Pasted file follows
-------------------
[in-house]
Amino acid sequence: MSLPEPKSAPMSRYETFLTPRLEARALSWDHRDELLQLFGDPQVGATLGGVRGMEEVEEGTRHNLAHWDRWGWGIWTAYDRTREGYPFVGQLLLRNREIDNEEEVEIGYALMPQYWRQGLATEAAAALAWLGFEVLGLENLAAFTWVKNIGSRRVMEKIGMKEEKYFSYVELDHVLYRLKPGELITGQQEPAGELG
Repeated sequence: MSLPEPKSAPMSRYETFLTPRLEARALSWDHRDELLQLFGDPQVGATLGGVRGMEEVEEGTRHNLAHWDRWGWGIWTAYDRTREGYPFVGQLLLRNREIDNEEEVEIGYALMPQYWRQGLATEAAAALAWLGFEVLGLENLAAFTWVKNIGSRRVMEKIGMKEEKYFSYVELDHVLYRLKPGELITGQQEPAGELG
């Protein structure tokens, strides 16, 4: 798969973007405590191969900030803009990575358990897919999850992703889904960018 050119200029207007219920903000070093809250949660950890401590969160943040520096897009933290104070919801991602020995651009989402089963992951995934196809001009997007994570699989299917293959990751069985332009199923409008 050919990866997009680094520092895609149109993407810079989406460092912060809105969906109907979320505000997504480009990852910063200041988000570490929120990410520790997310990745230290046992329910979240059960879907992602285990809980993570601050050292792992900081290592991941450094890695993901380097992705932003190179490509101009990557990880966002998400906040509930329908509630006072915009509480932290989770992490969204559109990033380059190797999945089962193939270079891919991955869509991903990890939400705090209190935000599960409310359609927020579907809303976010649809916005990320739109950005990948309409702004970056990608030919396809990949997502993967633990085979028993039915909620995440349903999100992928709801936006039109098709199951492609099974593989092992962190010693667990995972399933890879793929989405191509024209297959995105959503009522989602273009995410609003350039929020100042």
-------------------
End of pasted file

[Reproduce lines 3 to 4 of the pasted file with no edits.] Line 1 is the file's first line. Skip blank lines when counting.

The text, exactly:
Repeated sequence: MSLPEPKSAPMSRYETFLTPRLEARALSWDHRDELLQLFGDPQVGATLGGVRGMEEVEEGTRHNLAHWDRWGWGIWTAYDRTREGYPFVGQLLLRNREIDNEEEVEIGYALMPQYWRQGLATEAAAALAWLGFEVLGLENLAAFTWVKNIGSRRVMEKIGMKEEKYFSYVELDHVLYRLKPGELITGQQEPAGELG
């Protein structure tokens, strides 16, 4: 798969973007405590191969900030803009990575358990897919999850992703889904960018 050119200029207007219920903000070093809250949660950890401590969160943040520096897009933290104070919801991602020995651009989402089963992951995934196809001009997007994570699989299917293959990751069985332009199923409008 050919990866997009680094520092895609149109993407810079989406460092912060809105969906109907979320505000997504480009990852910063200041988000570490929120990410520790997310990745230290046992329910979240059960879907992602285990809980993570601050050292792992900081290592991941450094890695993901380097992705932003190179490509101009990557990880966002998400906040509930329908509630006072915009509480932290989770992490969204559109990033380059190797999945089962193939270079891919991955869509991903990890939400705090209190935000599960409310359609927020579907809303976010649809916005990320739109950005990948309409702004970056990608030919396809990949997502993967633990085979028993039915909620995440349903999100992928709801936006039109098709199951492609099974593989092992962190010693667990995972399933890879793929989405191509024209297959995105959503009522989602273009995410609003350039929020100042």